Universitas Indonesia Conferences, The 8th International Symposium of Journal Antropologi Indonesia

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Rina Mardiana

Last modified: 2022-06-07


by Rina Mardiana, Djuara P Lubis, and Risdawati Ahmad


Land is the production base of rural communities that rely on the livelihood system in the agricultural sector. Structural agrarian conflicts caused by state political policies, in practice not only make agrarian conflicts vertical but also horizontal. Thus, land is an arena of contestation of power from diverse actors (villagers, governments, corporations, and civil society organizations) intertwined with historical narratives and knowledge related to territories over the land or territory. Indigenous peoples became amorrian subject entities that echoed since the reform era resonated with the demands for agrarian justice and recognition of their customary territories. On the other hand, the new order era has systematically eroded the customary order system throughout the archipelago. Therefore, the momentum of reform is the opening door for the squirming of adat jargon, indigenous peoples, indigenous identities, customary territories, and customary forests. The Customary Territory Registration Agency (BRWA) until March 2022 have made maps of indigenous territories as many as 1,091 fields with a total area of 17.7 million hectares spread across 29 provinces (141 regencies/cities). Meanwhile, until January 2022, the recognition of customary forests by the Ministry of Environment and Forestry has only covered 15 provinces (32 districts) with a total of 89 customary forests covering an area of 76,156 hectares. So that the opportunity to own land through customary forests has been widely used by various communities. The fluid boundaries of indigenous communities make claims to these customary forests very dynamic: who is an indigenous people? This paper uses the perspective of political ecology in tracing how the "construction" of community formation to make customary forest claims. The study area includes Jambi Province (Suku Anak Dalam community) and North Sumatra (Batak Toba community). In the Batak Toba community, the community is based on the genealogical ties of the clan, so that the "sipungka huta" clan (which opened the settlement) "ruled" over their territory. Clan identity becomes a strong binder in customary forest claims. Uniquely, in some villages customary forest claims in this area are widely submitted by boru. In the Suku Anak Dalam community, the role of semendo is important, because the "indigenous" community advances a lot of this "semendo" to make indigenous territory claims.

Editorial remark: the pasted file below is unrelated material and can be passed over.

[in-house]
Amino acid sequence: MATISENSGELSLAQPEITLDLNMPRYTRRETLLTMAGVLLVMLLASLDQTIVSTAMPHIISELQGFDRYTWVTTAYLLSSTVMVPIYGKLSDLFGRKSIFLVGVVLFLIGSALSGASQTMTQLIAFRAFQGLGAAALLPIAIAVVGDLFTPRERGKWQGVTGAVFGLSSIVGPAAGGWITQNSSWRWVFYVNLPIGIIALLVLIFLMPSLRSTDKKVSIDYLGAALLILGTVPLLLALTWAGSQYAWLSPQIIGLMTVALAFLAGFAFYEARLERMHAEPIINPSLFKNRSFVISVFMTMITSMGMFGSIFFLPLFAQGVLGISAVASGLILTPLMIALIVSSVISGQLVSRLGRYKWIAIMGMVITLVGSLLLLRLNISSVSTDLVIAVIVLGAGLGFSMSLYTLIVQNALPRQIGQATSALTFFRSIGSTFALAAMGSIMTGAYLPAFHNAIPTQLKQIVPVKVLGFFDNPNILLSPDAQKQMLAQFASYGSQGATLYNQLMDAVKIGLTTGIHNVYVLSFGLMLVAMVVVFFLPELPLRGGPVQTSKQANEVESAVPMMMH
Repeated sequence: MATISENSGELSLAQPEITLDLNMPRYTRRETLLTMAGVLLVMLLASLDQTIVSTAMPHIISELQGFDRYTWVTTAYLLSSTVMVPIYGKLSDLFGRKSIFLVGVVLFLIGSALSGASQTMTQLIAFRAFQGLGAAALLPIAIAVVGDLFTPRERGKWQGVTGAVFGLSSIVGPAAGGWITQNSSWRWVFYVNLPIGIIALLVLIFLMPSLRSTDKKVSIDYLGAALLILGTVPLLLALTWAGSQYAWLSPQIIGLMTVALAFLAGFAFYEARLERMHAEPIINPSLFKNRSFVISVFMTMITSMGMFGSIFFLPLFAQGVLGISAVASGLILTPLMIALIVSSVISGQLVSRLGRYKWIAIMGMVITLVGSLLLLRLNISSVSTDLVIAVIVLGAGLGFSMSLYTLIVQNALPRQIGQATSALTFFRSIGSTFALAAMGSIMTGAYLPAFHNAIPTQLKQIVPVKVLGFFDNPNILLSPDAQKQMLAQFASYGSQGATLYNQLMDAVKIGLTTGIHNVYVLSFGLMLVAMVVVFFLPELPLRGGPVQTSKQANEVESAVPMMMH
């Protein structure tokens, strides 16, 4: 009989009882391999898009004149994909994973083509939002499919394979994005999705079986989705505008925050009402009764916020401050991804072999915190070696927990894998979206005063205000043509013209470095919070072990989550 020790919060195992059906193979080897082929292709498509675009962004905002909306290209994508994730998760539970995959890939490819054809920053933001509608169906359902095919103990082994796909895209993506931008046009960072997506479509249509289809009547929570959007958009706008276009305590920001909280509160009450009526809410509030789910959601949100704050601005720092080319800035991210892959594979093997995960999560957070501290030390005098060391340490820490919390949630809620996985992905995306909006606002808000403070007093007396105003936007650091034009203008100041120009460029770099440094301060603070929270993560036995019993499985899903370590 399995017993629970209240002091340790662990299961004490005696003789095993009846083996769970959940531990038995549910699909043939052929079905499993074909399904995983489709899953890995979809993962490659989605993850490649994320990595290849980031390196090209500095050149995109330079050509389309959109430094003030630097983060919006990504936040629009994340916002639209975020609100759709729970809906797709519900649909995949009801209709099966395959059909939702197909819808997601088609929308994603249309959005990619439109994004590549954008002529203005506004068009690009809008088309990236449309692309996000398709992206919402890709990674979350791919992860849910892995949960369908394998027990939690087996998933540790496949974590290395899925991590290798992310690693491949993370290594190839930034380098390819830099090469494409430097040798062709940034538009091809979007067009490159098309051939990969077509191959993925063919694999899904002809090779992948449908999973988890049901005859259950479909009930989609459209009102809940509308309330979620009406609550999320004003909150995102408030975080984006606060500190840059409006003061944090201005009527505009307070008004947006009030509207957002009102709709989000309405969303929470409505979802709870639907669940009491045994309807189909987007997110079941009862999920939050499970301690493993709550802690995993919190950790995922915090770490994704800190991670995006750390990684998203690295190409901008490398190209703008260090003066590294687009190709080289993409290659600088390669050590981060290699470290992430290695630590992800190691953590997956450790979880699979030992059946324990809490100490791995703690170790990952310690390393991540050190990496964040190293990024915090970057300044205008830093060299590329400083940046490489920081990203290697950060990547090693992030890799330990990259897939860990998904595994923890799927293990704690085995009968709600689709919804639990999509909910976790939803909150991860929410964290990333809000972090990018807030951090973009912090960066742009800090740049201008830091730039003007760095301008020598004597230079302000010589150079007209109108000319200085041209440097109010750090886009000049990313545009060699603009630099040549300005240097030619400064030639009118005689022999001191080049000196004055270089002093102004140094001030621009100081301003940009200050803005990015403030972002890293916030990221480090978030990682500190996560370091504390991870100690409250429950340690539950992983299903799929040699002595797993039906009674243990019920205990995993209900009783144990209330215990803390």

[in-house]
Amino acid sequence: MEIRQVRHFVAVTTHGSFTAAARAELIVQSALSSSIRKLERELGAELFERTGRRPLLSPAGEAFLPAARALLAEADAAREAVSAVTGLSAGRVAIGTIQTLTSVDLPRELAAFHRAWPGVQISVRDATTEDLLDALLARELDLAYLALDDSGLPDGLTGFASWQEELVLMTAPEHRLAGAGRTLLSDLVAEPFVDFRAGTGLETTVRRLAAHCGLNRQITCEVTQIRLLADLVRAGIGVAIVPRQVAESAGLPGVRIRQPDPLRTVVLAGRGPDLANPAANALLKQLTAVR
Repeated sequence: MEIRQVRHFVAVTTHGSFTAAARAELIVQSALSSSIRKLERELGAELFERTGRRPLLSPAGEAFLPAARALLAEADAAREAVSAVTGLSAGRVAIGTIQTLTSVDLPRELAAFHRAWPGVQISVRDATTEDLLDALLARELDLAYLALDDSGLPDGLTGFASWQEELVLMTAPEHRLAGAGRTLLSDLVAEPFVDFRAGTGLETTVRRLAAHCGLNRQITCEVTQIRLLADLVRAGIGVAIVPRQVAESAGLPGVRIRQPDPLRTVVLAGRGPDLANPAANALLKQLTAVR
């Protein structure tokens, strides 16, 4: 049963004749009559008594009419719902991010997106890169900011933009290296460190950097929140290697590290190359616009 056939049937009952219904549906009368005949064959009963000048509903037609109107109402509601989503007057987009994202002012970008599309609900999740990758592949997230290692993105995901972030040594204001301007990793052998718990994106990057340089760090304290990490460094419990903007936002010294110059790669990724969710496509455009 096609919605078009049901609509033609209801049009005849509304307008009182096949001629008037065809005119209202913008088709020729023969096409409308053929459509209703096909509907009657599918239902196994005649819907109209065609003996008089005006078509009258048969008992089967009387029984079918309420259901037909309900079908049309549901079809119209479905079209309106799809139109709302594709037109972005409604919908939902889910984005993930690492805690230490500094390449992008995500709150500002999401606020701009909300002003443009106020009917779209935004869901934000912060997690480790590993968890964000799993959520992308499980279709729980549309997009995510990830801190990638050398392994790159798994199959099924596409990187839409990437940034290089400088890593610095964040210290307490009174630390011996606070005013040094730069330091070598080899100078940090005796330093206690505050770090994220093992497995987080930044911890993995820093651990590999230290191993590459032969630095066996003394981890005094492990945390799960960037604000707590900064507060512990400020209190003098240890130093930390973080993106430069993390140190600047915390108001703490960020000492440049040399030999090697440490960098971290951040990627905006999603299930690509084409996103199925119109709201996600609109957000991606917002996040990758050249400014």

Keywords: indigenous identity, customary forest, political ecology, knowledge, policy

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